Articles in Category: Public Policy

Renewable energy technology has been split into two camps since it became a reality around the turn of the century.

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On the one hand there are the passionate environmental believers for whom the inflated subsidies were an irrelevance in the face of saving our planet, and on the other were naysayers for whom the arguments about global warming were a plot by the far left to raise taxes or run some kind of tree-hugging environmental agenda at the expense of business and consumers.

Neither polarized position was fair, of course, and the quiet majority in the middle have watched the technologies become progressively more efficient and costs fall dramatically while the extremes of global warming horror stories have been discredited, but the hard science of gradually rising carbon levels has been widely accepted.

Who Cares Why The Temperature is Rising?

In the process, a wider acceptance has gained ground that global temperatures really are rising and whether it is part of a natural cycle or man-made is not a risk we can afford to take. Ultimately, action to reduce carbon emissions will be cheaper than many possible downside scenarios if left unchecked and most people would accept we are making a mess of our environment and really should behave more responsibly.

Meanwhile, politicians have been plowing our taxpayer money into supporting wind, solar and a number of other “renewable” technologies, with some degree of success. Costs for the major energy sources — solar and wind — have fallen, partly as a result of technology improvements and partly due to economies of scale, to the point now where private firms are signing up to invest in major wind projects for a tariff of just $100 per MegWatt/Hour (€90 per mw/h). Indeed, in Europe all the extra power capacity added since the mid ’90s has been renewable.

Source: Telegraph Newspaper

Source: Telegraph Newspaper

The biggest hurdle renewables now have to overcome is not the cost of production, but the curse of intermittency. Where does the power come from when the wind doesn’t blow or the sun doesn’t shine? Read more

This week, a comprehensive analysis of Dodd-Frank conflict minerals compliance filings showed that while some companies are going the extra mile to insure tantalum, tin, tungsten and gold are NOT influenced by the war in the Democratic Republic of the Congo, some still have a long way to go.

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Sadly, no Party City filing this year attesting to how conflict-free mylar party balloons are.

MetalMiner Olympic Construction Beat

The rushed and low-bid Olympic venues of Rio struck again this week as we all had to make sure to nut adjust the contrast on our sets when the games treated us to green water in indoor pools. Apparently they just ran out of pool-cleaning chemicals, not a high-up line-item in the Olympic punchlist, I’d imagine.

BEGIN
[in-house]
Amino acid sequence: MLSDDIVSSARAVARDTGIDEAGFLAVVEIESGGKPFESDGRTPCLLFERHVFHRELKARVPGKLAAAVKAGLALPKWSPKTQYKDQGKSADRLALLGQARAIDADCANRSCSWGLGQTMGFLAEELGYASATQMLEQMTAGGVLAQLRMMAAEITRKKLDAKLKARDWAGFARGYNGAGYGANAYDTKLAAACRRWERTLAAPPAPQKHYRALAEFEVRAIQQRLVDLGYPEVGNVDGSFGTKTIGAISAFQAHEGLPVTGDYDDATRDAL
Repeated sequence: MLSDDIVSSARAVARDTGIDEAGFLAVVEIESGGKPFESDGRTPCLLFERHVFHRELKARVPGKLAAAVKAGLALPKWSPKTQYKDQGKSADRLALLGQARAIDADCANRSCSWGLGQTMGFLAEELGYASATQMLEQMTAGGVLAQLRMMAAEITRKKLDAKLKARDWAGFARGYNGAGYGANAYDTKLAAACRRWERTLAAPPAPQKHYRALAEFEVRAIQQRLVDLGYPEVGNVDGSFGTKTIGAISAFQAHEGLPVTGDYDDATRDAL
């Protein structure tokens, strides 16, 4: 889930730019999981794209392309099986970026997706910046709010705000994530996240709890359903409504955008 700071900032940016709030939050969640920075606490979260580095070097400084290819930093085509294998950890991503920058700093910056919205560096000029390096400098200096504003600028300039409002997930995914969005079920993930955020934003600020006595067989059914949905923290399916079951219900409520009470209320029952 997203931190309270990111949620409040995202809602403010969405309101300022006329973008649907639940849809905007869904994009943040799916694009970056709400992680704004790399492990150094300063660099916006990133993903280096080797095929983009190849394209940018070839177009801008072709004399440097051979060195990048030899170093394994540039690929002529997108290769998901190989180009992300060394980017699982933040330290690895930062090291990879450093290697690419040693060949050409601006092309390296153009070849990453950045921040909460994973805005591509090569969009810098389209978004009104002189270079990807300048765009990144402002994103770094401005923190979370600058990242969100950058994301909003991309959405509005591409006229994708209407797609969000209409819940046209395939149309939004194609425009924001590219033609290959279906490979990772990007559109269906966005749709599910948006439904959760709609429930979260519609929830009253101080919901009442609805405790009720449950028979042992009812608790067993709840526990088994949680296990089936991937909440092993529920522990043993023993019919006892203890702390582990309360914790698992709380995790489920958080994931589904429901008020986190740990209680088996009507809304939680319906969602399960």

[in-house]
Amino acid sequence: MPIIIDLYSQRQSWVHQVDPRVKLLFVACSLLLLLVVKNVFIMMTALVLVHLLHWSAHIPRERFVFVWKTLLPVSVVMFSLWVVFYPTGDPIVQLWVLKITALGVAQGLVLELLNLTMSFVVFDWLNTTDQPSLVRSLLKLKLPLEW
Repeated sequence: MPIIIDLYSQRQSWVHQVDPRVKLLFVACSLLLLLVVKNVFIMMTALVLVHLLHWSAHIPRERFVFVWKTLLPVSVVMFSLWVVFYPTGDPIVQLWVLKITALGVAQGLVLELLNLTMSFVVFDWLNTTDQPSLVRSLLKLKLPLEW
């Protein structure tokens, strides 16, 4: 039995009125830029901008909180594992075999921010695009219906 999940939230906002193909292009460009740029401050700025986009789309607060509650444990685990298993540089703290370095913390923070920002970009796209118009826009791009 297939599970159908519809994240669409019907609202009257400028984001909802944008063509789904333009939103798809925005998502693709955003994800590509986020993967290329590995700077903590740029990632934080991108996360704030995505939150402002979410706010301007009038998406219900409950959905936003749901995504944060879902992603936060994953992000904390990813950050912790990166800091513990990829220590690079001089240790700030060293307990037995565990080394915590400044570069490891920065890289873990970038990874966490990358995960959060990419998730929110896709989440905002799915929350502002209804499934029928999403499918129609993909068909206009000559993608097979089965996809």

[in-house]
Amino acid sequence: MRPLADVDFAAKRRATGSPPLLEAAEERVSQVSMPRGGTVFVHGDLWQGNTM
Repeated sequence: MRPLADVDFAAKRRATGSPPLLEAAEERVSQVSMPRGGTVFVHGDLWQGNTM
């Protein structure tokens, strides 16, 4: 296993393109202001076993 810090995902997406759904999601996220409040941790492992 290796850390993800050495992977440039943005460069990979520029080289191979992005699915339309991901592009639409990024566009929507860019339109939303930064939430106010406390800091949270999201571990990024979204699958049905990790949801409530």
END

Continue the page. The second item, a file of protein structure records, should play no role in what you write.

Just pretend it’s St. Patrick’s Day in Chicago. Rio visitors and athletes also got a visit from some ROUS’ (rodents of unusual size). Yes, they very much exist.

Metal Bulls

Our Metal Markets kept gaining this week as the Federal Reserve is still showing no stomach for interest rate increases and China’s stimulus keeps on stimulating. The London Metal Exchange is even breaking 30 years of tradition and introducing gold and silver contracts to get in on all of the precious fun.


“Hey guys, let’s do this for silver and gold, too! Then, eventually, PGMs, too?” Source: London Metal Exchange.

Fresh off of slapping member-warehouse operator Metro International on the wrist, the LME is looking to expand its product mix and bring a greater return back to owner Hong Kong Exchanges and Clearing, Ltd.

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HKEX could use the help after this week.

Profits were down at Hong Kong Exchanges & Clearing Ltd. in the first half of 2016 and Rio Tinto and BHP Billiton are fighting an Australian iron ore mining tax.

Profits Down at HKEX in First Half

Core first-half earnings of the Hong Kong Exchanges & Clearing Ltd.’s commodity division slumped by 19% as trade in metals declined while hiring linked to a new spot commodities trading platform in China drove up costs, the exchange said on Wednesday.

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HKEX’s second-quarter net profit slumped 38% as falling trading volumes pushed down fees for buying and selling shares and commodities contracts.

BHP, Rio Blast Proposed Australian Iron Ore Mining Tax

Mining giants Rio Tinto Group and BHP Billiton on Tuesday issued statements attacking proposals for a new Australian mining tax as damaging and unfair. Brendon Grylls, leader of the National Party in Western Australia, has proposed an iron ore levy of $3.86 (Australian $5) a metric ton that would specifically target BHP and Rio.